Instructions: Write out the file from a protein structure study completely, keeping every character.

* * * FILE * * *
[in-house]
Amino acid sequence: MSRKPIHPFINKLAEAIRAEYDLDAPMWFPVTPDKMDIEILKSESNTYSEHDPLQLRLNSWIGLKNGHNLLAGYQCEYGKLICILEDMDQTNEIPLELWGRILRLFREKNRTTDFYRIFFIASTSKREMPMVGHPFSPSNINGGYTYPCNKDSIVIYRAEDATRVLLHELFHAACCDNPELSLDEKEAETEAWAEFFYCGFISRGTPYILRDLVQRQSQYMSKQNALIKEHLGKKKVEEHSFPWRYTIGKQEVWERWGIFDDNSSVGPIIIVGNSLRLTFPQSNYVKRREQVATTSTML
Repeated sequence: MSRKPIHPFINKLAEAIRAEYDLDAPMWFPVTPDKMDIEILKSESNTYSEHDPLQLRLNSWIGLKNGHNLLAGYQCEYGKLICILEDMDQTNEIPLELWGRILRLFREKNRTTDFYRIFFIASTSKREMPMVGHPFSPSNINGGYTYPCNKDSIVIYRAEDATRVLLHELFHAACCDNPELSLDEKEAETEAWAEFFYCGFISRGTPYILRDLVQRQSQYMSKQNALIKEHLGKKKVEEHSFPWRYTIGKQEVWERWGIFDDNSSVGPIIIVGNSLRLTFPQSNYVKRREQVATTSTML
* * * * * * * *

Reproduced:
[in-house]
Amino acid sequence: MSRKPIHPFINKLAEAIRAEYDLDAPMWFPVTPDKMDIEILKSESNTYSEHDPLQLRLNSWIGLKNGHNLLAGYQCEYGKLICILEDMDQTNEIPLELWGRILRLFREKNRTTDFYRIFFIASTSKREMPMVGHPFSPSNINGGYTYPCNKDSIVIYRAEDATRVLLHELFHAACCDNPELSLDEKEAETEAWAEFFYCGFISRGTPYILRDLVQRQSQYMSKQNALIKEHLGKKKVEEHSFPWRYTIGKQEVWERWGIFDDNSSVGPIIIVGNSLRLTFPQSNYVKRREQVATTSTML
Repeated sequence: MSRKPIHPFINKLAEAIRAEYDLDAPMWFPVTPDKMDIEILKSESNTYSEHDPLQLRLNSWIGLKNGHNLLAGYQCEYGKLICILEDMDQTNEIPLELWGRILRLFREKNRTTDFYRIFFIASTSKREMPMVGHPFSPSNINGGYTYPCNKDSIVIYRAEDATRVLLHELFHAACCDNPELSLDEKEAETEAWAEFFYCGFISRGTPYILRDLVQRQSQYMSKQNALIKEHLGKKKVEEHSFPWRYTIGKQEVWERWGIFDDNSSVGPIIIVGNSLRLTFPQSNYVKRREQVATTSTML